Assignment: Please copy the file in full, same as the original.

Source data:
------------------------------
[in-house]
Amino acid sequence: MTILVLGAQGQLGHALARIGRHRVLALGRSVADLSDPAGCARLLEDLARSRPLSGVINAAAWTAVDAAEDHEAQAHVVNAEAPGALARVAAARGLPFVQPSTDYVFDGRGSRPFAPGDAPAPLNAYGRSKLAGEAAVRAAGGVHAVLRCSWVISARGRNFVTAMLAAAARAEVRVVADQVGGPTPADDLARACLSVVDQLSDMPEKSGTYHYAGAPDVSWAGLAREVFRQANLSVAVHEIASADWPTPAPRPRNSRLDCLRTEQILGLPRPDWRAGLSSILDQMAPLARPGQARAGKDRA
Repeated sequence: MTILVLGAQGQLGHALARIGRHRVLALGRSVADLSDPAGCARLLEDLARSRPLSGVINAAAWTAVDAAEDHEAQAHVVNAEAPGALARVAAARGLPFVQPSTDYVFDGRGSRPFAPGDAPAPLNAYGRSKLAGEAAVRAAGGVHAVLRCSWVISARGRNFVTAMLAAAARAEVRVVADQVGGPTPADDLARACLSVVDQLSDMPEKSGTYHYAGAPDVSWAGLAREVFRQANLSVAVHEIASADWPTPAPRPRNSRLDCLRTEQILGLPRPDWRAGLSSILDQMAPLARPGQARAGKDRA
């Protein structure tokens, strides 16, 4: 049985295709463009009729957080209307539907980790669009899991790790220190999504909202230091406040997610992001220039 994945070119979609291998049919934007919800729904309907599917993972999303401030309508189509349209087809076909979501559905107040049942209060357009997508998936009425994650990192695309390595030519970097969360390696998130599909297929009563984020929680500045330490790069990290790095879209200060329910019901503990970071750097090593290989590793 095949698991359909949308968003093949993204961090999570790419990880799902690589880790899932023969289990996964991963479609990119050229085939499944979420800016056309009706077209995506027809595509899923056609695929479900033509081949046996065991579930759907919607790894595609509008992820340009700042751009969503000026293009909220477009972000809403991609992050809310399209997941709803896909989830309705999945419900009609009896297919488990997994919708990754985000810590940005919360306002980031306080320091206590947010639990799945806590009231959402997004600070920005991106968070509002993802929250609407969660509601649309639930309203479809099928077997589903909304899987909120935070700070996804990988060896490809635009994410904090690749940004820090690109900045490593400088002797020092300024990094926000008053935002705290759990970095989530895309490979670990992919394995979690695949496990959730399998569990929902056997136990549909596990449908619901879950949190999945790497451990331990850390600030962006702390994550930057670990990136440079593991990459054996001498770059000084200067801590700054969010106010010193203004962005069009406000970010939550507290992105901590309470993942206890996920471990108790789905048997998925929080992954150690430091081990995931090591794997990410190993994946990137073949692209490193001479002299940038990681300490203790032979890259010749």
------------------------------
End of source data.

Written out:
[in-house]
Amino acid sequence: MTILVLGAQGQLGHALARIGRHRVLALGRSVADLSDPAGCARLLEDLARSRPLSGVINAAAWTAVDAAEDHEAQAHVVNAEAPGALARVAAARGLPFVQPSTDYVFDGRGSRPFAPGDAPAPLNAYGRSKLAGEAAVRAAGGVHAVLRCSWVISARGRNFVTAMLAAAARAEVRVVADQVGGPTPADDLARACLSVVDQLSDMPEKSGTYHYAGAPDVSWAGLAREVFRQANLSVAVHEIASADWPTPAPRPRNSRLDCLRTEQILGLPRPDWRAGLSSILDQMAPLARPGQARAGKDRA
Repeated sequence: MTILVLGAQGQLGHALARIGRHRVLALGRSVADLSDPAGCARLLEDLARSRPLSGVINAAAWTAVDAAEDHEAQAHVVNAEAPGALARVAAARGLPFVQPSTDYVFDGRGSRPFAPGDAPAPLNAYGRSKLAGEAAVRAAGGVHAVLRCSWVISARGRNFVTAMLAAAARAEVRVVADQVGGPTPADDLARACLSVVDQLSDMPEKSGTYHYAGAPDVSWAGLAREVFRQANLSVAVHEIASADWPTPAPRPRNSRLDCLRTEQILGLPRPDWRAGLSSILDQMAPLARPGQARAGKDRA
């Protein structure tokens, strides 16, 4: 049985295709463009009729957080209307539907980790669009899991790790220190999504909202230091406040997610992001220039 994945070119979609291998049919934007919800729904309907599917993972999303401030309508189509349209087809076909979501559905107040049942209060357009997508998936009425994650990192695309390595030519970097969360390696998130599909297929009563984020929680500045330490790069990290790095879209200060329910019901503990970071750097090593290989590793 095949698991359909949308968003093949993204961090999570790419990880799902690589880790899932023969289990996964991963479609990119050229085939499944979420800016056309009706077209995506027809595509899923056609695929479900033509081949046996065991579930759907919607790894595609509008992820340009700042751009969503000026293009909220477009972000809403991609992050809310399209997941709803896909989830309705999945419900009609009896297919488990997994919708990754985000810590940005919360306002980031306080320091206590947010639990799945806590009231959402997004600070920005991106968070509002993802929250609407969660509601649309639930309203479809099928077997589903909304899987909120935070700070996804990988060896490809635009994410904090690749940004820090690109900045490593400088002797020092300024990094926000008053935002705290759990970095989530895309490979670990992919394995979690695949496990959730399998569990929902056997136990549909596990449908619901879950949190999945790497451990331990850390600030962006702390994550930057670990990136440079593991990459054996001498770059000084200067801590700054969010106010010193203004962005069009406000970010939550507290992105901590309470993942206890996920471990108790789905048997998925929080992954150690430091081990995931090591794997990410190993994946990137073949692209490193001479002299940038990681300490203790032979890259010749």